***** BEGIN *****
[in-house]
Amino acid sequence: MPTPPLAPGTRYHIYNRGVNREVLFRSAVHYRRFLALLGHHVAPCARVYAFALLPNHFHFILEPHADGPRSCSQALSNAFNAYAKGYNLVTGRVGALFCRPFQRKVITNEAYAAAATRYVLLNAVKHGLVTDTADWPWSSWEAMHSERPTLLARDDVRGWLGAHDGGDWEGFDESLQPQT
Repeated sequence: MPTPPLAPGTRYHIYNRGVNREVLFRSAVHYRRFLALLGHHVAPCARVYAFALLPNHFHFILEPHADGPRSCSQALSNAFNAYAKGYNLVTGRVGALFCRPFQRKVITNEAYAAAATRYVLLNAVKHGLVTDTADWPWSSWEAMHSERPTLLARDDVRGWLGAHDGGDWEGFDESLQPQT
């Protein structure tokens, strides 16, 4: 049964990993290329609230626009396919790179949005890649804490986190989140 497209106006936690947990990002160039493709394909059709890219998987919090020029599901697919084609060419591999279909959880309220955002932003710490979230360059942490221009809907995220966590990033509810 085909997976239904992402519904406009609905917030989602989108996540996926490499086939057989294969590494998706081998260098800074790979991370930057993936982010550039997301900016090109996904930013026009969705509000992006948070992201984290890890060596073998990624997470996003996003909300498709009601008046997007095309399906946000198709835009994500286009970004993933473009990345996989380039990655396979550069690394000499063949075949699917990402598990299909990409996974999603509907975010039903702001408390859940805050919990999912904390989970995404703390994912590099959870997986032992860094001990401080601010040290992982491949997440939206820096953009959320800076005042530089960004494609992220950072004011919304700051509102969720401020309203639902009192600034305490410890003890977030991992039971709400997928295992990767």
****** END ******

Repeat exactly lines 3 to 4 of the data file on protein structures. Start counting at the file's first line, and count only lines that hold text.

Repeated sequence: MPTPPLAPGTRYHIYNRGVNREVLFRSAVHYRRFLALLGHHVAPCARVYAFALLPNHFHFILEPHADGPRSCSQALSNAFNAYAKGYNLVTGRVGALFCRPFQRKVITNEAYAAAATRYVLLNAVKHGLVTDTADWPWSSWEAMHSERPTLLARDDVRGWLGAHDGGDWEGFDESLQPQT
């Protein structure tokens, strides 16, 4: 049964990993290329609230626009396919790179949005890649804490986190989140 497209106006936690947990990002160039493709394909059709890219998987919090020029599901697919084609060419591999279909959880309220955002932003710490979230360059942490221009809907995220966590990033509810 085909997976239904992402519904406009609905917030989602989108996540996926490499086939057989294969590494998706081998260098800074790979991370930057993936982010550039997301900016090109996904930013026009969705509000992006948070992201984290890890060596073998990624997470996003996003909300498709009601008046997007095309399906946000198709835009994500286009970004993933473009990345996989380039990655396979550069690394000499063949075949699917990402598990299909990409996974999603509907975010039903702001408390859940805050919990999912904390989970995404703390994912590099959870997986032992860094001990401080601010040290992982491949997440939206820096953009959320800076005042530089960004494609992220950072004011919304700051509102969720401020309203639902009192600034305490410890003890977030991992039971709400997928295992990767």